CO-04 (Special Election) See Full Big Line

(R) Greg Lopez

(R) Trisha Calvarese

90%

10%

President (To Win Colorado) See Full Big Line

(D) Joe Biden*

(R) Donald Trump

80%

20%↓

CO-01 (Denver) See Full Big Line

(D) Diana DeGette*

90%

CO-02 (Boulder-ish) See Full Big Line

(D) Joe Neguse*

90%

CO-03 (West & Southern CO) See Full Big Line

(D) Adam Frisch

(R) Jeff Hurd

(R) Ron Hanks

40%

30%

20%

CO-04 (Northeast-ish Colorado) See Full Big Line

(R) Lauren Boebert

(R) Deborah Flora

(R) J. Sonnenberg

50%↑

15%

10%↓

CO-05 (Colorado Springs) See Full Big Line

(R) Dave Williams

(R) Jeff Crank

50%↓

50%↑

CO-06 (Aurora) See Full Big Line

(D) Jason Crow*

90%

CO-07 (Jefferson County) See Full Big Line

(D) Brittany Pettersen

85%↑

 

CO-08 (Northern Colo.) See Full Big Line

(D) Yadira Caraveo

(R) Gabe Evans

(R) Janak Joshi

60%↑

35%↓

30%↑

State Senate Majority See Full Big Line

DEMOCRATS

REPUBLICANS

80%

20%

State House Majority See Full Big Line

DEMOCRATS

REPUBLICANS

95%

5%

Generic selectors
Exact matches only
Search in title
Search in content
Post Type Selectors
November 21, 2019 11:00 AM UTC

It Doesn't Matter What Cory Gardner Thinks About Weed

  • 22 Comments
  • by: Colorado Pols
Mitch McConnell, Cory Gardner.

As Westword’s Thomas Mitchell reports, legislation to end the federal blanket prohibition on marijuana and legitimize states like Colorado who have legalized cannabis is moving through the Democratic-controlled House:

The Marijuana Opportunity Reinvestment and Expungement Act of 2019, better known as the MORE Act, would end federal marijuana prohibition while allowing states to regulate the plant as they see fit, as well as set up funding and programs that allow expungement for cannabis offenders and social equity within any potential federally legal pot industry.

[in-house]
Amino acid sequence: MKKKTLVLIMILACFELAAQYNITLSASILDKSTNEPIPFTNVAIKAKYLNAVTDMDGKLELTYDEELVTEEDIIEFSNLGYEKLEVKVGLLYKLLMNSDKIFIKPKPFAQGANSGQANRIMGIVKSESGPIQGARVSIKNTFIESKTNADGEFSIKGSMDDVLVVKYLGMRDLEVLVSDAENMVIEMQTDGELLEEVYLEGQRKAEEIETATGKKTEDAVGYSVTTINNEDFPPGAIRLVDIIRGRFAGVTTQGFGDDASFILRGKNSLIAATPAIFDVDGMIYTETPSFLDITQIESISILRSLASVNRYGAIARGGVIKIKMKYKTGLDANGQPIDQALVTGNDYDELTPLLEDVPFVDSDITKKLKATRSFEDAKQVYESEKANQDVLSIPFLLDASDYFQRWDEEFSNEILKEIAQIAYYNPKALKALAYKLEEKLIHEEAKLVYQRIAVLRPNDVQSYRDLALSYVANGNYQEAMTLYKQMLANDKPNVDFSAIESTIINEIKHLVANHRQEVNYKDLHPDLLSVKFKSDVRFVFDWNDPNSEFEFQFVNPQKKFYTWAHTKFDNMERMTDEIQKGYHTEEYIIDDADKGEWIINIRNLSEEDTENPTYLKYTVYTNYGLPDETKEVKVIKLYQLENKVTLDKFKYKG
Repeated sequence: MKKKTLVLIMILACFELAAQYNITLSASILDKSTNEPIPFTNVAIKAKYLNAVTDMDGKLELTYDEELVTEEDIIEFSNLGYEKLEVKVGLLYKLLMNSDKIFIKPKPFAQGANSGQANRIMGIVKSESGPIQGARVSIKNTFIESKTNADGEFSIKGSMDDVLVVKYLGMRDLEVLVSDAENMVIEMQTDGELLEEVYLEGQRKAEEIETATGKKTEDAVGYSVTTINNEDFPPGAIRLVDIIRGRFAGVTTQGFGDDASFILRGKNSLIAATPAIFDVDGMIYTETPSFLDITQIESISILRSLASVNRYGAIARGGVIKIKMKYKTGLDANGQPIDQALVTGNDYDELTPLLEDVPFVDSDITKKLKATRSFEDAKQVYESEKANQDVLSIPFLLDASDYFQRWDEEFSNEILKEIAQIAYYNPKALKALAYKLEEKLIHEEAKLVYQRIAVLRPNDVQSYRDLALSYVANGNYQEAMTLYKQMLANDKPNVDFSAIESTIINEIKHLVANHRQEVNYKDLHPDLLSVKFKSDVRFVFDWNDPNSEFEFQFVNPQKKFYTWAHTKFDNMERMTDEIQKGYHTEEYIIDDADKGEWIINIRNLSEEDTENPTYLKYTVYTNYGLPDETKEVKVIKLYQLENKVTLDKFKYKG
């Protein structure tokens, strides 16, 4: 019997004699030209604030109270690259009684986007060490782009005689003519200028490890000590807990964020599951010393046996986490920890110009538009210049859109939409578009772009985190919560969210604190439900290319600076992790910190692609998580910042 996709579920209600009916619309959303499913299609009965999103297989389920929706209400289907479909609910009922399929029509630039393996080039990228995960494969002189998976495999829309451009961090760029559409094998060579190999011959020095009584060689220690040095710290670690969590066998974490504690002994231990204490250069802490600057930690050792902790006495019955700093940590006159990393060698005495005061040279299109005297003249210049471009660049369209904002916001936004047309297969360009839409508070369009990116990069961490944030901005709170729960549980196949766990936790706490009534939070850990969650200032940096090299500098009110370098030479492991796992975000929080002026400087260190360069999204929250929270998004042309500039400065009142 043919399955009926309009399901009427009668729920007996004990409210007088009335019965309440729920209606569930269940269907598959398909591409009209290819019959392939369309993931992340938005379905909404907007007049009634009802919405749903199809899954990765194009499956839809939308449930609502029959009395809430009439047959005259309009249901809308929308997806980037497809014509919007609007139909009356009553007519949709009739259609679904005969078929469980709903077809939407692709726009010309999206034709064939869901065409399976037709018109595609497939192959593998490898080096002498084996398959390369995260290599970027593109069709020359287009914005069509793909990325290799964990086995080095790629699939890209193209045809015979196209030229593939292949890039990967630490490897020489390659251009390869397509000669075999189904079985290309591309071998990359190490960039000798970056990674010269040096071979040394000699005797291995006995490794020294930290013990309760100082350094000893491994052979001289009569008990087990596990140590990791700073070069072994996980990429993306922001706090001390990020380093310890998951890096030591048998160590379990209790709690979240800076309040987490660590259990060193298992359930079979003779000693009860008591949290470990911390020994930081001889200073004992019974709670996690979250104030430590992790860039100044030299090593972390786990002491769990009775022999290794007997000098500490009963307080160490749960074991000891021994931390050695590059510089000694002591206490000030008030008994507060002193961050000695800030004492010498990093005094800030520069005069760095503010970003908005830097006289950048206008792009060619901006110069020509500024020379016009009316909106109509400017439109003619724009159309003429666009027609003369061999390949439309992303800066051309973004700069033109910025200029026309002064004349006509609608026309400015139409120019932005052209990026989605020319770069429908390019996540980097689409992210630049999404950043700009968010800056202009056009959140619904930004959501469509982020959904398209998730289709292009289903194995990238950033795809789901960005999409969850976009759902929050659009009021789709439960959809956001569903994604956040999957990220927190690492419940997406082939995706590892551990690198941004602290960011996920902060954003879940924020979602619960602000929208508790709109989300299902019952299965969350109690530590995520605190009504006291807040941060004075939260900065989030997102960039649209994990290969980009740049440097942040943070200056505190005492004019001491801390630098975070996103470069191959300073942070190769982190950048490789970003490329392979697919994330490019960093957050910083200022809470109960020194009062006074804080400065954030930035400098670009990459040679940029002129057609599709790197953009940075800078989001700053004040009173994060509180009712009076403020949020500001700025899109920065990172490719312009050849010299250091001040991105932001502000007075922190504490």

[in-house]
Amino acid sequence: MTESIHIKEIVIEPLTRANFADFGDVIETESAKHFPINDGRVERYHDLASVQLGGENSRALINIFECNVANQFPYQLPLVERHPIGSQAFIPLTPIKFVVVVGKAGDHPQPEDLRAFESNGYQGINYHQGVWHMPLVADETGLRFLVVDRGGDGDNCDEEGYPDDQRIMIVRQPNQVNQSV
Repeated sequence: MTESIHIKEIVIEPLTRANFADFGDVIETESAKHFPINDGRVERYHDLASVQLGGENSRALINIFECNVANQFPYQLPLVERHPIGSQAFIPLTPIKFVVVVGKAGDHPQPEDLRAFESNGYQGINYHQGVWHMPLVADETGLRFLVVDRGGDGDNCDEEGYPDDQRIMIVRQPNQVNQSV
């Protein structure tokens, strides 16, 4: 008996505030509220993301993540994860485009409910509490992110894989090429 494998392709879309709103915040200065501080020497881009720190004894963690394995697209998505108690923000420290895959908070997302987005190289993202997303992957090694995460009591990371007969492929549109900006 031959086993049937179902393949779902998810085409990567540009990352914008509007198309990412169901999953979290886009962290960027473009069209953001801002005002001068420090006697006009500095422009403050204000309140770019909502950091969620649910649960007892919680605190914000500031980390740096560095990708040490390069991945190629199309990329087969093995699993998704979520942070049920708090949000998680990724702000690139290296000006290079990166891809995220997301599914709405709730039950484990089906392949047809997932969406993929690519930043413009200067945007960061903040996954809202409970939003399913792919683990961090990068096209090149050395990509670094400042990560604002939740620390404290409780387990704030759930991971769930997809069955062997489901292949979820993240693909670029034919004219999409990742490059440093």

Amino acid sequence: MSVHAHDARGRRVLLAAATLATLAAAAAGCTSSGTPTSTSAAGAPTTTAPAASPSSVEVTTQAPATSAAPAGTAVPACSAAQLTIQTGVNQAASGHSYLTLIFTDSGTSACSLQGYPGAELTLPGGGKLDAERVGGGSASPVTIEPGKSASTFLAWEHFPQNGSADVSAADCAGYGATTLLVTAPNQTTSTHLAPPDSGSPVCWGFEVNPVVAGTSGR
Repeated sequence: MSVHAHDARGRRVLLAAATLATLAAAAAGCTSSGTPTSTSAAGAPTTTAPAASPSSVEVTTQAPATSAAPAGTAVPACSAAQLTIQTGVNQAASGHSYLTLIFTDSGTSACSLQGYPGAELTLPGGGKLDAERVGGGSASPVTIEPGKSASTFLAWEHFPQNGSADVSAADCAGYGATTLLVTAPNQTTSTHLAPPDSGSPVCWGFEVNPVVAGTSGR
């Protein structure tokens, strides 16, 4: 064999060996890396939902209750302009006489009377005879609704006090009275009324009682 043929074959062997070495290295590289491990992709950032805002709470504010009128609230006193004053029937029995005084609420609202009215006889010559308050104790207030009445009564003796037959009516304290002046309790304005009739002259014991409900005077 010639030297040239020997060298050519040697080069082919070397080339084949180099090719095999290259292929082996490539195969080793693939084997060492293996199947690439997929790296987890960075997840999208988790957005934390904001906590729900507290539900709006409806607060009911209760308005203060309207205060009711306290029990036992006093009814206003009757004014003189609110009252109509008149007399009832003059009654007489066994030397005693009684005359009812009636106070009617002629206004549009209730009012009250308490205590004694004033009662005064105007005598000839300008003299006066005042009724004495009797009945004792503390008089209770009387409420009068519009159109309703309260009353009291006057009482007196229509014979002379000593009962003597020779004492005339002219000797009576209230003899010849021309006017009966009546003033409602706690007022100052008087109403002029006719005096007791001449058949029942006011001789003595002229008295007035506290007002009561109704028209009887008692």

Introduced by New York Representative Jerry Nadler, a Democrat, the MORE Act passed 24-10 out of the House Judiciary Committee, setting up a future vote on the House floor. However, Nadler’s role as Judiciary Committee chairman enabled the bill’s quick markup, and Republican representatives don’t seem to think the bill would receive Senate approval if it passes the House. [Pols emphasis] Before the vote, several brought up the States Act, a Senate bill that would leave marijuana legalization to states.

Colorado Congressman Ken Buck unsuccessfully tried attaching the States Act as an amendment to the MORE Act, claiming the Senate isn’t likely to touch the latter.

The States Act, as our toker-friendly readers know, is legislation in the U.S. Senate that would similarly leave the regulation of cannabis up to individual states. A key difference between the States Act, which has bipartisan support in the Senate including both of Colorado’s U.S. Senators, and the MORE Act is that federal law enforcement would still be able to bring federal charges under the States Act over marijuana violations in states where the drug remains illegal.

The biggest problem with the passage of either bill, however, remains Republican Senate Majority Leader Mitch McConnell–who has remained a steadfast opponent of THC-bearing cannabis even while loosening his position on industrial non-narcotic hemp cultivation. McConnell claims that hemp and cannabis grown for consumption are “two entirely separate plants,” deeming marijuana to be hemp’s “illicit cousin, which I choose not to embrace.” McConnell’s opposition to marijuana legalization is effectively a roadblock to any legislation to end federal prohibition–and the legislative fight in the Senate may center on the more limited SAFE Banking Act, to free up banking services for legal marijuana businesses in legalized states who are dangerously forced to do their business in cash.